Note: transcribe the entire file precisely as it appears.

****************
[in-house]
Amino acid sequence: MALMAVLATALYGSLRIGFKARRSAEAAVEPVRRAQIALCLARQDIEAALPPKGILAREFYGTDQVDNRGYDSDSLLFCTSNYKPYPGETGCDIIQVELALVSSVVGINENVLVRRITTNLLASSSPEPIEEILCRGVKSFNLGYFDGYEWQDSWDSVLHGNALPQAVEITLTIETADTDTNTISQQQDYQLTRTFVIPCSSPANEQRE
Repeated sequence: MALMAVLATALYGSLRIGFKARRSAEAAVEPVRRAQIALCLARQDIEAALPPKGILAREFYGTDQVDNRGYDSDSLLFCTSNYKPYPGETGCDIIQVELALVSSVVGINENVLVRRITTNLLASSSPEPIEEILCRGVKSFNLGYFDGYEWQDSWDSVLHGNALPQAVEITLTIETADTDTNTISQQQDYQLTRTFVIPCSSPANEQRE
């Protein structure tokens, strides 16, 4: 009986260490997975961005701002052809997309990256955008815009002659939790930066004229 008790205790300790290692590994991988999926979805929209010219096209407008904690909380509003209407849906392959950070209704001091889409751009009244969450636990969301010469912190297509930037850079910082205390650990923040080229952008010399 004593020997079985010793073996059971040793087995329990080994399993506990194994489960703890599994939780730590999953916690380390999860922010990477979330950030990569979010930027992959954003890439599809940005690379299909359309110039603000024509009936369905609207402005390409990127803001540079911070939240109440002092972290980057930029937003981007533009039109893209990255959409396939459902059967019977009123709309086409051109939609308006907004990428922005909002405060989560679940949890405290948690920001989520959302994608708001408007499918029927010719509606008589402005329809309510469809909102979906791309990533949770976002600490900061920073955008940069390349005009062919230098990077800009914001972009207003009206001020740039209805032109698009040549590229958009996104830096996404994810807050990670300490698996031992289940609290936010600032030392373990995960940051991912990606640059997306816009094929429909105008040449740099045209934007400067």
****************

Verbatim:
[in-house]
Amino acid sequence: MALMAVLATALYGSLRIGFKARRSAEAAVEPVRRAQIALCLARQDIEAALPPKGILAREFYGTDQVDNRGYDSDSLLFCTSNYKPYPGETGCDIIQVELALVSSVVGINENVLVRRITTNLLASSSPEPIEEILCRGVKSFNLGYFDGYEWQDSWDSVLHGNALPQAVEITLTIETADTDTNTISQQQDYQLTRTFVIPCSSPANEQRE
Repeated sequence: MALMAVLATALYGSLRIGFKARRSAEAAVEPVRRAQIALCLARQDIEAALPPKGILAREFYGTDQVDNRGYDSDSLLFCTSNYKPYPGETGCDIIQVELALVSSVVGINENVLVRRITTNLLASSSPEPIEEILCRGVKSFNLGYFDGYEWQDSWDSVLHGNALPQAVEITLTIETADTDTNTISQQQDYQLTRTFVIPCSSPANEQRE
């Protein structure tokens, strides 16, 4: 009986260490997975961005701002052809997309990256955008815009002659939790930066004229 008790205790300790290692590994991988999926979805929209010219096209407008904690909380509003209407849906392959950070209704001091889409751009009244969450636990969301010469912190297509930037850079910082205390650990923040080229952008010399 004593020997079985010793073996059971040793087995329990080994399993506990194994489960703890599994939780730590999953916690380390999860922010990477979330950030990569979010930027992959954003890439599809940005690379299909359309110039603000024509009936369905609207402005390409990127803001540079911070939240109440002092972290980057930029937003981007533009039109893209990255959409396939459902059967019977009123709309086409051109939609308006907004990428922005909002405060989560679940949890405290948690920001989520959302994608708001408007499918029927010719509606008589402005329809309510469809909102979906791309990533949770976002600490900061920073955008940069390349005009062919230098990077800009914001972009207003009206001020740039209805032109698009040549590229958009996104830096996404994810807050990670300490698996031992289940609290936010600032030392373990995960940051991912990606640059997306816009094929429909105008040449740099045209934007400067």